BUSINESS

Canadian Tire, Pioneer Guilty In Gas Price Fixing In Kingston, Brockville

03/21/2012 08:02 EDT | Updated 05/21/2012 05:12 EDT
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Canadian Tire outlets in Brockville and Kingston, Ont., colluded with other gas stations to fix gas prices in what the Competition Bureau described as a "criminal price-fixing cartel."

The bureau said that for seven months in 2007, the company along with Pioneer Energy and Mr. Gas fixed gas prices in the two markets. The bureau is also investigating other attempts to collude in the Southeastern Ontario market.

Under this scheme, the gas retailers or their employees in the markets agreed over the phone on how they would fix prices. The bureau searched six sites and five residences as part of the investigation, and also conducted wiretaps and seized records.

“The accused gasoline retailers agreed among themselves to only follow price changes, by matching major-branded competitors who had either increased or decreased prices,” the bureau said in its backgrounder detailing the investigation.

After being found guilty, the two companies were fined $2-million and placed under “court order” for 10 years. Their employees must also undergo training.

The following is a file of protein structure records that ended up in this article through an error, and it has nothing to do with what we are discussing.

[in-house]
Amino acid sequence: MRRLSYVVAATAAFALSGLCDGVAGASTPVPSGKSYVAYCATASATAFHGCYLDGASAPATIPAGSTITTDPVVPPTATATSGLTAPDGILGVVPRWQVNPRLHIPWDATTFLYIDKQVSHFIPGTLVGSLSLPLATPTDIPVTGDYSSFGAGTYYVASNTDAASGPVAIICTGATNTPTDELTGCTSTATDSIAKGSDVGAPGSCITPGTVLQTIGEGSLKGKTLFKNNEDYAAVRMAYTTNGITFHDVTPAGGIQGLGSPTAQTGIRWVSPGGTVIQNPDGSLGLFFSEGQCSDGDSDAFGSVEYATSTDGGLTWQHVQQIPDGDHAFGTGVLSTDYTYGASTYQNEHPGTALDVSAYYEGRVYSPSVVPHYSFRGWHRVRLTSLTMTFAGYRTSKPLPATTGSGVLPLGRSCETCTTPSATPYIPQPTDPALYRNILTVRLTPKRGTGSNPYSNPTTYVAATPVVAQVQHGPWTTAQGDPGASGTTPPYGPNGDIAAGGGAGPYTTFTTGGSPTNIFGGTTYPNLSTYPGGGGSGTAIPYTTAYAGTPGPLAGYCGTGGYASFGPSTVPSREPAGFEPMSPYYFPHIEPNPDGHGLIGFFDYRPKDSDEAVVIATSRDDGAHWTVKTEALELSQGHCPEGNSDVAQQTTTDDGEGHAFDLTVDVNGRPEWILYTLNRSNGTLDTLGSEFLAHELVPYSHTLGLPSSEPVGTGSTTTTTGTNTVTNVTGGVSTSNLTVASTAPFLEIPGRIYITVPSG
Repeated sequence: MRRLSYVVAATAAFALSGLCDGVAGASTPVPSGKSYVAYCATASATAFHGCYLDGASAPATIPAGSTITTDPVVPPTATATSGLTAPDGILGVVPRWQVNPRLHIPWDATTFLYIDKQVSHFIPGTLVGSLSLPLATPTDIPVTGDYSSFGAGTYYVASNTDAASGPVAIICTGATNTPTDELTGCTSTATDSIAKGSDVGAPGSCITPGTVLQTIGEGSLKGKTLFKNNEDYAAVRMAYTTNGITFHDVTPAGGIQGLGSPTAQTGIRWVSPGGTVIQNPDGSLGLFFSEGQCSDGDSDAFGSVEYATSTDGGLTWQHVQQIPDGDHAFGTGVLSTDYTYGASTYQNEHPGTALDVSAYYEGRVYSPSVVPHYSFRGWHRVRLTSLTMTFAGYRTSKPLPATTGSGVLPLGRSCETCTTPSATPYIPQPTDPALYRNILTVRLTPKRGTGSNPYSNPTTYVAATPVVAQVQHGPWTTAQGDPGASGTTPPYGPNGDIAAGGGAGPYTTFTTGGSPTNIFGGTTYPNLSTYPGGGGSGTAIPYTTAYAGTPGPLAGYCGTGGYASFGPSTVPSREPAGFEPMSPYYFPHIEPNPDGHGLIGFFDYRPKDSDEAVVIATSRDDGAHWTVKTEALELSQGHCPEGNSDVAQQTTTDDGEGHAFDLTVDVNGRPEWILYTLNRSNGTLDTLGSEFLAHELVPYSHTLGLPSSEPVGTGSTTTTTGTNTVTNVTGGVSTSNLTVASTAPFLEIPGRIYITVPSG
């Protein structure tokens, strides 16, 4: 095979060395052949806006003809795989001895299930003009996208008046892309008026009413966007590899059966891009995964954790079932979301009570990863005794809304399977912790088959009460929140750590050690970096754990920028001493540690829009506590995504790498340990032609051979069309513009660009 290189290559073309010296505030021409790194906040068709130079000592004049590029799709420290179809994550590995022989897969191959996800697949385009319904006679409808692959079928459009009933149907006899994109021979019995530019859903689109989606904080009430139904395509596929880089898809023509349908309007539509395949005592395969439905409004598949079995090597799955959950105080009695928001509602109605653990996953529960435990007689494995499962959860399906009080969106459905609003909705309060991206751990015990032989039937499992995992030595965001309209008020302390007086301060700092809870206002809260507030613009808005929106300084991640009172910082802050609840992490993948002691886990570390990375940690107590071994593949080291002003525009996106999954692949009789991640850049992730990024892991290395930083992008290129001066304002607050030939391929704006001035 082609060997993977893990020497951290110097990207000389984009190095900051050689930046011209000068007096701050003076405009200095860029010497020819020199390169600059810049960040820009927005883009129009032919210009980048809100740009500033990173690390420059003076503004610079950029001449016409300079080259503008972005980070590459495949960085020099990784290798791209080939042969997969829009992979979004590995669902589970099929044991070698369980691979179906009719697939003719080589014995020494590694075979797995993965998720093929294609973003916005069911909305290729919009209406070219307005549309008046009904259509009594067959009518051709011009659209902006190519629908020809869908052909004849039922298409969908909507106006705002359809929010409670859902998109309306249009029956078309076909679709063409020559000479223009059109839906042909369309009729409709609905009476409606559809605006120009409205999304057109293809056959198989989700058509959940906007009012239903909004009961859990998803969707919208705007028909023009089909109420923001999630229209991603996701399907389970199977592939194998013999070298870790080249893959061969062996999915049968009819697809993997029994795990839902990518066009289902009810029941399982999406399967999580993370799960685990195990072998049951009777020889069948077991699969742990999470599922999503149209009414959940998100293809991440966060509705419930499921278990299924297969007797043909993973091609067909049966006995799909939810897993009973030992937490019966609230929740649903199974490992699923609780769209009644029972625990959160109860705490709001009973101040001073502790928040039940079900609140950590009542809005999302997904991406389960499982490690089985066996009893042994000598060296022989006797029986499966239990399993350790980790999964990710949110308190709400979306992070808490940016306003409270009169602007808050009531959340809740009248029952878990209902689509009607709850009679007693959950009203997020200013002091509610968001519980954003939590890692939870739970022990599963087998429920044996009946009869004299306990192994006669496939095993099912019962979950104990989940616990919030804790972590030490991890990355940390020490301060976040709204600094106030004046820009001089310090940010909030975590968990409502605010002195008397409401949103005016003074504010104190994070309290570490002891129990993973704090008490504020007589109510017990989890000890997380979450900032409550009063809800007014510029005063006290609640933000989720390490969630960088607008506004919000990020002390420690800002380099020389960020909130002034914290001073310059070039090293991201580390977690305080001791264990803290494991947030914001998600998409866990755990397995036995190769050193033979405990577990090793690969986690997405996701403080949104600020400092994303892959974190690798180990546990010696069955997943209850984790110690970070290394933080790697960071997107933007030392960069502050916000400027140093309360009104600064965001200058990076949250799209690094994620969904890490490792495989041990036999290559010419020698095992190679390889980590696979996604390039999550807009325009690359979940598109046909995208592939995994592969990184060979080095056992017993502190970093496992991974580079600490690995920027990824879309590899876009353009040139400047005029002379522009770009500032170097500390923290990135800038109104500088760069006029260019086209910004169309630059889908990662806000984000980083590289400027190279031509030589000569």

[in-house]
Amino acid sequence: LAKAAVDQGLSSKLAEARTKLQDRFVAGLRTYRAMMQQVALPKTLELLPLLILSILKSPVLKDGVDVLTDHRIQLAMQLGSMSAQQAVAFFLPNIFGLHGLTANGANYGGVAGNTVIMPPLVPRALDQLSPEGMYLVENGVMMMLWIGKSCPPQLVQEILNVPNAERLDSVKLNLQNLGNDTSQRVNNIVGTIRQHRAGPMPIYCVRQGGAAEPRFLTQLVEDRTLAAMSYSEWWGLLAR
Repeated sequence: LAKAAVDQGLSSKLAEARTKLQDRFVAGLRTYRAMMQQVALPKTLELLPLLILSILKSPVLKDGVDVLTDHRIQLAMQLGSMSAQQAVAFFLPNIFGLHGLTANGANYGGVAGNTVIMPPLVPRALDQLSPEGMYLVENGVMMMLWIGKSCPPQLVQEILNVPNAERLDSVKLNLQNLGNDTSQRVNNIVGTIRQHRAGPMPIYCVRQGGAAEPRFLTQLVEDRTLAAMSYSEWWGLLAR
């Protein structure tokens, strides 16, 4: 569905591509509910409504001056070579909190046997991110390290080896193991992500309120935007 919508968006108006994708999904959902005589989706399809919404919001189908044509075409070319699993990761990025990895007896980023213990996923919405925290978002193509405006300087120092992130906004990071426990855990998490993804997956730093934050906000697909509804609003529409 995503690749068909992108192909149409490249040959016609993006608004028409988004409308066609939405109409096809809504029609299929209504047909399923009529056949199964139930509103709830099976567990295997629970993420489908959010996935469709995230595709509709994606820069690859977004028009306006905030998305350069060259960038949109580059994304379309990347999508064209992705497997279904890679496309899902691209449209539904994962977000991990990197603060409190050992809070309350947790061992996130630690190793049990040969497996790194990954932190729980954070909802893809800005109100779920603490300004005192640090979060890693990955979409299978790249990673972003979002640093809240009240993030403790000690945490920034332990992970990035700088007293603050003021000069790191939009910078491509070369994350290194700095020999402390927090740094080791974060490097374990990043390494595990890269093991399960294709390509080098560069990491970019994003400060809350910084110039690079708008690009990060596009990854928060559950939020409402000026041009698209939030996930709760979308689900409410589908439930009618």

"Consumers in Kingston and Brockville were denied a competitive price for gasoline as a result of this criminal price-fixing cartel," Melanie Aitken, bureau commissioner, said in a statement.

Toronto-based Canadian Tire, which has 1,700 retail and gasoline outlets, was fined $900,000 for price fixing in both markets, as was Pioneer, which has to pay $985,000. Mr. Gas pleaded guilty in Brockville and was fined $150,000.

Gas prices this spring are expected to reach record highs. One report calls for $1.50 to $1.55 a litre by April. The average price of gas in Canada has been creeping steadily upward since the start of the year, rising from $1.17 at the end of December to more than $1.25 this week.

Gas prices tend to fluctuate by season. February traditionally tends to be a period of lower gas prices, while springtime sees large jumps in demand and therefore prices. With prices already at the $1.25 mark, many gas market watchers fear a record-setting spring.

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